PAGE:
Ladies & gents, some advice please

Discussion in 'Jobs (Discussion)' started by chrisg46, Aug 4, 2008.

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  1. chrisg46

    chrisg46 LE Book Reviewer

    Today, a colleague was prevented from attending a small repatriation ceremony for two of our fallen as they return from Afghanistan. His deputy manager informed him that he could not have the time off. My colleague said, "b*lls i am going anyway", to be told if you do, you wont have a job to come back to.
    This ceremoney, while not a funeral, was personal as we served in the same platoon with one of the dead on telic 6. However, my colleagues job is quite specialised, and the next place that might employ him in such a role is around 30 miles away minimum.

    I dont want to name his place of work, but is there anything he can do about this (legally)? Battering the DM's teeth out with a spoon and then using spoon to force feed him would be satisfying, but might be harmful to future job prospects!
  2. If he does get the push i am sure the papers will be intrested.
  3. Sounds like your friend works for a company that doesn't give a darn about their employees... or maybe it's just his immediate supervisor. Either way, this is probably just the latest in a long list of issues with 'em so he needs to make a decision about his future with that firm because it's obvious they could care less about him.
  4. Try SABRE
  5. woopert

    woopert LE Moderator

    First, it depends on how long he has been there. If it is more than 12 months then he has full employment protection rights.

    Secondly it depends on the contract of employment. If he's casual he doesn't have a leg to stand on. If it is a perm contract then even if he has been there less than 12 months he would be entitled to his full notice period if he got the push. If he got the push for anything less than gross misconduct he would potentially have a claim through a tribunal, but usually if you are in employment for less than 12 months this would only be on the grounds of discrimination.

    He could also try the grievance route, which a former employer is compelled to hear even if he has been given his P45, and it may compell his management to reinstate him.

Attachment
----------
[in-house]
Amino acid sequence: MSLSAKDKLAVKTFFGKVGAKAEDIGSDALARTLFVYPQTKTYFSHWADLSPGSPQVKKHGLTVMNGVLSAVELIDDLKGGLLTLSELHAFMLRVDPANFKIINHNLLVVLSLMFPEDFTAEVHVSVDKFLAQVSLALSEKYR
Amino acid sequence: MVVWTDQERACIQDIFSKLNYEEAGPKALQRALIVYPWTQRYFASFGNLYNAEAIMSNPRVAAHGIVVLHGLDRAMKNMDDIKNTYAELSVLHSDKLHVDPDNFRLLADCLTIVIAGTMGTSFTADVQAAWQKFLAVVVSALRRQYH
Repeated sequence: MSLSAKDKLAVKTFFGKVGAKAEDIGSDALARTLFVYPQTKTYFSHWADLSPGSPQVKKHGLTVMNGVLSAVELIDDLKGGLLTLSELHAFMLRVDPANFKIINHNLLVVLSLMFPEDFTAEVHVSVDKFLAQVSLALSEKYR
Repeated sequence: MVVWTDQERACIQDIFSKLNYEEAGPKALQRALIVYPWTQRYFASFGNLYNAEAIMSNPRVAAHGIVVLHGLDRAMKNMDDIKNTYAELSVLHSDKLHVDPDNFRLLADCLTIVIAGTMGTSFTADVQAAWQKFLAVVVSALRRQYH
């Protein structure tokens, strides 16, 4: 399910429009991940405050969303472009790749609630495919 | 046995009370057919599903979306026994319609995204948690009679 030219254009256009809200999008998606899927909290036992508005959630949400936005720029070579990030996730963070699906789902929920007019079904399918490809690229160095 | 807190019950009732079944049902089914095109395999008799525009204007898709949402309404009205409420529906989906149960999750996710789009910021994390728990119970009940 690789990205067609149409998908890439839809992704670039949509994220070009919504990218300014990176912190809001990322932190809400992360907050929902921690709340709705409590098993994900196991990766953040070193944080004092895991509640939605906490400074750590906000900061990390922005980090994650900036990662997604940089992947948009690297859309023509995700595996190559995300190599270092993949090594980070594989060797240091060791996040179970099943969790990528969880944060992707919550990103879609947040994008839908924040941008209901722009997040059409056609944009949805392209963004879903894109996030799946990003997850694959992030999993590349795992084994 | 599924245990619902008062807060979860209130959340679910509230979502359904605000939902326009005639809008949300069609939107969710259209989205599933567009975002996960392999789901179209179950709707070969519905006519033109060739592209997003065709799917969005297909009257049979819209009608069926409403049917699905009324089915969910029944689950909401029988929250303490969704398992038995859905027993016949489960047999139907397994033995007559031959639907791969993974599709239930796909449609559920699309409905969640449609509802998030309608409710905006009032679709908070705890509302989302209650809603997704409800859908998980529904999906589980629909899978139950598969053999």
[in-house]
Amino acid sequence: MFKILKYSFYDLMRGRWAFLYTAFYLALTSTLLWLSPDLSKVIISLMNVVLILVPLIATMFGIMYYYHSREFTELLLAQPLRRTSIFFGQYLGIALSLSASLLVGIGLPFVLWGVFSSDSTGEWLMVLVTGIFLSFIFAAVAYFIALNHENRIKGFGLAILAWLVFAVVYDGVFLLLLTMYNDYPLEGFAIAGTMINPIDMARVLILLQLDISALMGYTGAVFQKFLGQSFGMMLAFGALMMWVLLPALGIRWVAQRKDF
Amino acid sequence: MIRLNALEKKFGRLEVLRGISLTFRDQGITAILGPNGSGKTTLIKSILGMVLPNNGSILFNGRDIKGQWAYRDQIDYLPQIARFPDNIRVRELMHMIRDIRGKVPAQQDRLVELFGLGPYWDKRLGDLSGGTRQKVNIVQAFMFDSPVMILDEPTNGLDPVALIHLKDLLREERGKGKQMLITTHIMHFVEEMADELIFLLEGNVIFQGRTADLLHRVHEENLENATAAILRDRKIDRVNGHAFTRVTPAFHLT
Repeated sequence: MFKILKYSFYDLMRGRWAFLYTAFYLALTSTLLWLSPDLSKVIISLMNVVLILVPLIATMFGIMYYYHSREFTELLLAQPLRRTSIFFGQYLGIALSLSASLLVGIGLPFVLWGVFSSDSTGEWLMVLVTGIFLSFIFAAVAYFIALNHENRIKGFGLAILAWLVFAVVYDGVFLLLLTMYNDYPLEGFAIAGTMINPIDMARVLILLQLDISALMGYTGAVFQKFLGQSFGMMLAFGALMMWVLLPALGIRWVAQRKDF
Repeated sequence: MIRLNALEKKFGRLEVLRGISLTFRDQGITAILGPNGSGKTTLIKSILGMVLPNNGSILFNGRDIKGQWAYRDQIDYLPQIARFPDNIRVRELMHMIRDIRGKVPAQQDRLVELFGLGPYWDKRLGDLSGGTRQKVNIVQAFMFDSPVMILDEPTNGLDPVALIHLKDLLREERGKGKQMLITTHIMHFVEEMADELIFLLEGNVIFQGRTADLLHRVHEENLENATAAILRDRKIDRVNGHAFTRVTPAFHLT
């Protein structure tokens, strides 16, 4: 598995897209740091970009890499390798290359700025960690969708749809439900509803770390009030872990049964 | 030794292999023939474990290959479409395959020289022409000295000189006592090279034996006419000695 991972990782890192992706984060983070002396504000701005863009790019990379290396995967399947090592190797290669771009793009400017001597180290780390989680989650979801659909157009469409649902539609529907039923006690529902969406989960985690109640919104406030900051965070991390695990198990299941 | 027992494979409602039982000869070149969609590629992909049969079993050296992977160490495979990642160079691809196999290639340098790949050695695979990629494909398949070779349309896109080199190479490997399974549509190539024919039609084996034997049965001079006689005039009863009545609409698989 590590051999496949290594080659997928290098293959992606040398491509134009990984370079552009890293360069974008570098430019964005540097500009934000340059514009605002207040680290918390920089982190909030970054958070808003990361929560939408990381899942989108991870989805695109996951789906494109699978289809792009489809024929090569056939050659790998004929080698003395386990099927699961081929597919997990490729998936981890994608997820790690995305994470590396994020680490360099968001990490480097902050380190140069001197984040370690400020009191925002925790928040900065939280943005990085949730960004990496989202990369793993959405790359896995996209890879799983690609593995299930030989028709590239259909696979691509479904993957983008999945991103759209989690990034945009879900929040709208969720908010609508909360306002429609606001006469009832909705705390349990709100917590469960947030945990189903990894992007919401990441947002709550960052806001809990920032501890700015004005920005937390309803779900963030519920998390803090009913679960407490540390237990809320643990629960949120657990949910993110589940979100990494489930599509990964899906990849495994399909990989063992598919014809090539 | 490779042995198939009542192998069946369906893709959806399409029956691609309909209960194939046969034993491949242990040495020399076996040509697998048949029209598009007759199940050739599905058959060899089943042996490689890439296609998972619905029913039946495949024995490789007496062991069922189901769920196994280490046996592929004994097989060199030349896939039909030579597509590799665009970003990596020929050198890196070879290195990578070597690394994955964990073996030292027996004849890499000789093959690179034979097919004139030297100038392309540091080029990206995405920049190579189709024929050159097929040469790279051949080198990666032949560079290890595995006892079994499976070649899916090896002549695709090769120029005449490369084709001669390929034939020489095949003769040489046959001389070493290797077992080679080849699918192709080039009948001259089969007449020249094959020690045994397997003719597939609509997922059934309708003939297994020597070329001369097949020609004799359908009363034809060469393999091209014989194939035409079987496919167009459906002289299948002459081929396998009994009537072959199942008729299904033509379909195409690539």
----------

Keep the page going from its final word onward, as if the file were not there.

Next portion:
6. in_the_cheapseats

    in_the_cheapseats LE Moderator

    You don't make it clear if he actually attended the service. Did he?
  7. Are, you saying that your friend did not attend the ceremony? If so I assume that it is a non issue to management.

    If he wants to make waves he should approach HR, but to what ends? It could cause more bother than it is worth. Remember, useless inefficiency is the stock in trade of all HR employees and their loyalty is to management not your mate.
  8. Cow

    Cow LE

    What this boils down to is taking time off of work, you request holiday, its granted or it isn't. Your employer doesn't have to give you time off although for compasionate reasons it is advisable for staff moral.

    If 'he' had unauthorised time off then he can be subject to the companies discipline process. This would normally involve a HR interview where both sides would be listened to before action being taken. If this is a significant event in his life then they may take his side and rebuke him rather than sack him.

    I'd suggest he phones them for advice. Anything he says to them is normally confidential and they'd be able to give the companies line so that he knows where he stands. They could also back the manger as they are there to serve the company and your friend has taken unauthorised time off, therefore reducing productivity and maybe leaving a gap in the workforce for the time off he had.